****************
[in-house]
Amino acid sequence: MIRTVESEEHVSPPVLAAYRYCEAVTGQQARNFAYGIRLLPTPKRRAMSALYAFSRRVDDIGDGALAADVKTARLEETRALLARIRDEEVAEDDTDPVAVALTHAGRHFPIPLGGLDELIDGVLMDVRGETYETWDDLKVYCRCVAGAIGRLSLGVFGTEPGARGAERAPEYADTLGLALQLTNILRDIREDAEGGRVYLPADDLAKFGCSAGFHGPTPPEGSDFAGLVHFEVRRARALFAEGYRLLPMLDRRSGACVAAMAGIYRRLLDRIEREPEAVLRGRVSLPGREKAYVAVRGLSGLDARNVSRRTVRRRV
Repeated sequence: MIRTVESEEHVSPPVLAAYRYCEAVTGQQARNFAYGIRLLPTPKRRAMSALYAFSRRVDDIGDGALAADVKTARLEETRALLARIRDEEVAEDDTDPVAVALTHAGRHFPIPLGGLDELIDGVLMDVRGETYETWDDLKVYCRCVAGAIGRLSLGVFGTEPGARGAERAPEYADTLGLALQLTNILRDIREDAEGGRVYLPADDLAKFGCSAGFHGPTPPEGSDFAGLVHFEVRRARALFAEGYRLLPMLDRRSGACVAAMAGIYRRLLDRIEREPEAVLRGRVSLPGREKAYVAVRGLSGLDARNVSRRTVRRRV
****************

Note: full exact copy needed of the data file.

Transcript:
[in-house]
Amino acid sequence: MIRTVESEEHVSPPVLAAYRYCEAVTGQQARNFAYGIRLLPTPKRRAMSALYAFSRRVDDIGDGALAADVKTARLEETRALLARIRDEEVAEDDTDPVAVALTHAGRHFPIPLGGLDELIDGVLMDVRGETYETWDDLKVYCRCVAGAIGRLSLGVFGTEPGARGAERAPEYADTLGLALQLTNILRDIREDAEGGRVYLPADDLAKFGCSAGFHGPTPPEGSDFAGLVHFEVRRARALFAEGYRLLPMLDRRSGACVAAMAGIYRRLLDRIEREPEAVLRGRVSLPGREKAYVAVRGLSGLDARNVSRRTVRRRV
Repeated sequence: MIRTVESEEHVSPPVLAAYRYCEAVTGQQARNFAYGIRLLPTPKRRAMSALYAFSRRVDDIGDGALAADVKTARLEETRALLARIRDEEVAEDDTDPVAVALTHAGRHFPIPLGGLDELIDGVLMDVRGETYETWDDLKVYCRCVAGAIGRLSLGVFGTEPGARGAERAPEYADTLGLALQLTNILRDIREDAEGGRVYLPADDLAKFGCSAGFHGPTPPEGSDFAGLVHFEVRRARALFAEGYRLLPMLDRRSGACVAAMAGIYRRLLDRIEREPEAVLRGRVSLPGREKAYVAVRGLSGLDARNVSRRTVRRRV